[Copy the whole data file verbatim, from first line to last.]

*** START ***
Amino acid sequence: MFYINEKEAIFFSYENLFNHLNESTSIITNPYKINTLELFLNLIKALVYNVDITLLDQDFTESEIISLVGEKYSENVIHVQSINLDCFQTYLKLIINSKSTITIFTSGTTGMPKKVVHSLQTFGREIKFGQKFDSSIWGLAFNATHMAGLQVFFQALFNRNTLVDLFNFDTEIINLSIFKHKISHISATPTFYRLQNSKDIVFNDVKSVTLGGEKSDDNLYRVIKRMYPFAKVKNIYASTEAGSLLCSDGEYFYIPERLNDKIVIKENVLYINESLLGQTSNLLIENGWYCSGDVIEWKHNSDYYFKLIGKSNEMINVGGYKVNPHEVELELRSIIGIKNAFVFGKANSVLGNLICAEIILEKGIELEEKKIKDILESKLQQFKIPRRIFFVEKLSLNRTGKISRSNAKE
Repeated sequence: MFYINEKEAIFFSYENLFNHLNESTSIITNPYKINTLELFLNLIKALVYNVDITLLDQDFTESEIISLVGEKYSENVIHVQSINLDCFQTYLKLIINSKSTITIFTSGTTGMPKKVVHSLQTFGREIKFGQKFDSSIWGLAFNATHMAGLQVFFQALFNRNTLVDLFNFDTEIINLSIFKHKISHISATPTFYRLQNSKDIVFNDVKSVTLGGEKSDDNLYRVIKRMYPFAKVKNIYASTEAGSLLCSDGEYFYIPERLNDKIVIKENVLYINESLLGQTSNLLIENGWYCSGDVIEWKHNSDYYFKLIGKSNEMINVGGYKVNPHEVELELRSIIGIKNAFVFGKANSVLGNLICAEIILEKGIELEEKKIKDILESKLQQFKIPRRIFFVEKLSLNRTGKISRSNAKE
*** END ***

Amino acid sequence: MFYINEKEAIFFSYENLFNHLNESTSIITNPYKINTLELFLNLIKALVYNVDITLLDQDFTESEIISLVGEKYSENVIHVQSINLDCFQTYLKLIINSKSTITIFTSGTTGMPKKVVHSLQTFGREIKFGQKFDSSIWGLAFNATHMAGLQVFFQALFNRNTLVDLFNFDTEIINLSIFKHKISHISATPTFYRLQNSKDIVFNDVKSVTLGGEKSDDNLYRVIKRMYPFAKVKNIYASTEAGSLLCSDGEYFYIPERLNDKIVIKENVLYINESLLGQTSNLLIENGWYCSGDVIEWKHNSDYYFKLIGKSNEMINVGGYKVNPHEVELELRSIIGIKNAFVFGKANSVLGNLICAEIILEKGIELEEKKIKDILESKLQQFKIPRRIFFVEKLSLNRTGKISRSNAKE
Repeated sequence: MFYINEKEAIFFSYENLFNHLNESTSIITNPYKINTLELFLNLIKALVYNVDITLLDQDFTESEIISLVGEKYSENVIHVQSINLDCFQTYLKLIINSKSTITIFTSGTTGMPKKVVHSLQTFGREIKFGQKFDSSIWGLAFNATHMAGLQVFFQALFNRNTLVDLFNFDTEIINLSIFKHKISHISATPTFYRLQNSKDIVFNDVKSVTLGGEKSDDNLYRVIKRMYPFAKVKNIYASTEAGSLLCSDGEYFYIPERLNDKIVIKENVLYINESLLGQTSNLLIENGWYCSGDVIEWKHNSDYYFKLIGKSNEMINVGGYKVNPHEVELELRSIIGIKNAFVFGKANSVLGNLICAEIILEKGIELEEKKIKDILESKLQQFKIPRRIFFVEKLSLNRTGKISRSNAKE